· War, v. 5.
6 2 Chron. sxvii. 3.
War, ii. 17
Let us now enter the gate and examine attentively the several odjects which were to be seen in the Court of Israel.
Generally speaking, the whole of the remaining space might be called the Court of Israel, for there was no wall between it and the Court of the Priests : but as it was commonly limited to much narrower bounds, we shall adopt that limitation. Let it be observed, then,
a Luke ii. 22.
b War, vi, 5.
< Rom. xi. 25.
that the Court of Israel, as thus defined, was that portion of ground which surrounded the Court of the Priests; and was itself surrounded on the south, west, and north sides, by the wall which separated it from the Sacred Fence, and on the east by that which divided it from the Court of the Women. It was in the form of an oblong, whose north and south sides were one hundred and eighty-seven cubits long, by only eight cubits broad; and whose east and west sides were one hundred and thirty-five cubits long, by eleven cubits broad; and thus contained one rood, twenty-eight poles, sixteen yards, six feet, English measure. As the dividing line between it and the Court of the Priests was a row of pillars, and these were covered above, like the pillars in the Court of the Gentiles and the Court of the Women; so the Court of Israel was properly a piazza of the above dimensions, under which the Israelites stood, while their sacrifices were burning in the Court of the Priests. This piazza was formed of part of the Algum trees, which the servants of Solomon brought from Ophir ;' and it had a full view of the altar and temple, and of all the priests who were officiating.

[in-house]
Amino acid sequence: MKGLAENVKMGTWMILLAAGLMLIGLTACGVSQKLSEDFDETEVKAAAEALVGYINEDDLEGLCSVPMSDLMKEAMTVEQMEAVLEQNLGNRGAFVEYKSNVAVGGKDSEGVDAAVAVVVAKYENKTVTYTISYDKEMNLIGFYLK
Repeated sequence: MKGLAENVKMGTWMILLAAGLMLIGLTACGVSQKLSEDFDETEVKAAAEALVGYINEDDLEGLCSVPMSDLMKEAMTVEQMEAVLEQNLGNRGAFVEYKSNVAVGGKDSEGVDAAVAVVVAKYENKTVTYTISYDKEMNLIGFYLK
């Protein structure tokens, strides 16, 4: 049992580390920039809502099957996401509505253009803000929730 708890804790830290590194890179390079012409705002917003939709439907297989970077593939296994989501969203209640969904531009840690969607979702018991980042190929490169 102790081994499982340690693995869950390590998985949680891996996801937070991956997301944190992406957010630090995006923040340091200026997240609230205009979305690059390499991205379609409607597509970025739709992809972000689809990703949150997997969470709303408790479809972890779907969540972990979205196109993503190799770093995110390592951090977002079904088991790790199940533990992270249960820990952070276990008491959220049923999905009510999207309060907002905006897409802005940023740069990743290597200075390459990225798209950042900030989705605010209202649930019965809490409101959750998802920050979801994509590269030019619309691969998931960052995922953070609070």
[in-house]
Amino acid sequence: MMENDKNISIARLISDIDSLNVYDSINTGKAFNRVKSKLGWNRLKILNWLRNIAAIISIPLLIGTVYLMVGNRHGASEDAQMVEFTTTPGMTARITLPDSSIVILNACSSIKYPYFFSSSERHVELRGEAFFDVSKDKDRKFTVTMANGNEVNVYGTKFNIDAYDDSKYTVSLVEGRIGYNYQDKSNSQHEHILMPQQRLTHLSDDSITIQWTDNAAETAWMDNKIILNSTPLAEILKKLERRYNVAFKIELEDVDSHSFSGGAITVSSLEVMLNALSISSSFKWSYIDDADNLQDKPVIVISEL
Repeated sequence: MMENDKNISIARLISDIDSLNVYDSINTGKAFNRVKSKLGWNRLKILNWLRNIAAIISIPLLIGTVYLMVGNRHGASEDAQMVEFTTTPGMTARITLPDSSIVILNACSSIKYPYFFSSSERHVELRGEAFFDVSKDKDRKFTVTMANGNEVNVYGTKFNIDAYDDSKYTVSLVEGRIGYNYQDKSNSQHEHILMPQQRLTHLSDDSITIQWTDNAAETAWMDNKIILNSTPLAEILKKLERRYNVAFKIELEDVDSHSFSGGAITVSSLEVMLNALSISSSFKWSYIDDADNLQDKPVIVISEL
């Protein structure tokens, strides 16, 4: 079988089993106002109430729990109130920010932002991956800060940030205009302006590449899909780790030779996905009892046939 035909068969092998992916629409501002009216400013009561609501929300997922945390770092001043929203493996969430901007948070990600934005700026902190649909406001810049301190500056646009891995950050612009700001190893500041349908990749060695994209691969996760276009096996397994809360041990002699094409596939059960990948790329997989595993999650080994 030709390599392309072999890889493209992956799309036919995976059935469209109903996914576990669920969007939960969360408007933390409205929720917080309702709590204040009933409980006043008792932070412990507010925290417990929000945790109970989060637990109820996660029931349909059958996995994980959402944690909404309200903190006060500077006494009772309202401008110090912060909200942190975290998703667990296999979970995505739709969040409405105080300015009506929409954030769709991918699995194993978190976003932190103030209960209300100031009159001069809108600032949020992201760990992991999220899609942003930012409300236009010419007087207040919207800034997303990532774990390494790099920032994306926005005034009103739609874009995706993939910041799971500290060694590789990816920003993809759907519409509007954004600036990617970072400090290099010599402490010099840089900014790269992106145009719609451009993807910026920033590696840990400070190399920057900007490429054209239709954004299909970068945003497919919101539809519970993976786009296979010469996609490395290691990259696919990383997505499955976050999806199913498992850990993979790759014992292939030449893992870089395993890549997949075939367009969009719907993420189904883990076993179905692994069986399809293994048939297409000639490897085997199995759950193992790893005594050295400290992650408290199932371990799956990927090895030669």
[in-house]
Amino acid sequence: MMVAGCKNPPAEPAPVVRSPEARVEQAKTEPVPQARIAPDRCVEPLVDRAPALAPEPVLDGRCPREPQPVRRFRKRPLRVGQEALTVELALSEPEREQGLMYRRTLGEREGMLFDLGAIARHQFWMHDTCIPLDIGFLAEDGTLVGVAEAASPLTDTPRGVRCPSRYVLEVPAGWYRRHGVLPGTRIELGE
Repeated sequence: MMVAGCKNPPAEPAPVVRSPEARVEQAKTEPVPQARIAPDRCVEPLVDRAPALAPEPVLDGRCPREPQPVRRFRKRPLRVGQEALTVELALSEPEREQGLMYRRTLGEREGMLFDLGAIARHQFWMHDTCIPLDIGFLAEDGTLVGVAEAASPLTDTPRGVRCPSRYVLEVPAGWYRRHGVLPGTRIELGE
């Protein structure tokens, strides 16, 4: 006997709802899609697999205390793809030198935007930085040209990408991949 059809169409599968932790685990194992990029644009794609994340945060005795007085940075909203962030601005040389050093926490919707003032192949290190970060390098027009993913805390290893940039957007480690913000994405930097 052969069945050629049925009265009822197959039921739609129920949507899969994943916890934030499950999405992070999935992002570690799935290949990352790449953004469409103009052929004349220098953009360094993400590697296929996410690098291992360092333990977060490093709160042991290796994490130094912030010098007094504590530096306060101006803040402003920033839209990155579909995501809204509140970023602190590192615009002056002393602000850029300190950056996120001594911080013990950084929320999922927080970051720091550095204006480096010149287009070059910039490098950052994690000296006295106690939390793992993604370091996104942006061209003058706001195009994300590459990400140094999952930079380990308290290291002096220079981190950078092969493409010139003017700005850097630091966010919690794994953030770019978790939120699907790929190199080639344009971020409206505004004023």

But let us proceed regularly, and survey the objects worthy of notice on its several sides, beginning with the east. Here, above the gate Nicanor, was a room for one of the Councils of Twenty-three, of which there were. two in the temple, one here, and one over the gate Shushan, in the outer wall, before the Sanhedrin took possession of it. It was in one of these judicatories that our Saviour disputed, when only twelve years of age, astonishing the doctors. Immediately before the gate was the place where Solomon erected the brazen scaffold, on which he uttered that beautiful prayer at the consecra
b Luke ïj, 46.
a 2 Chron. ix. 11. VOL. I.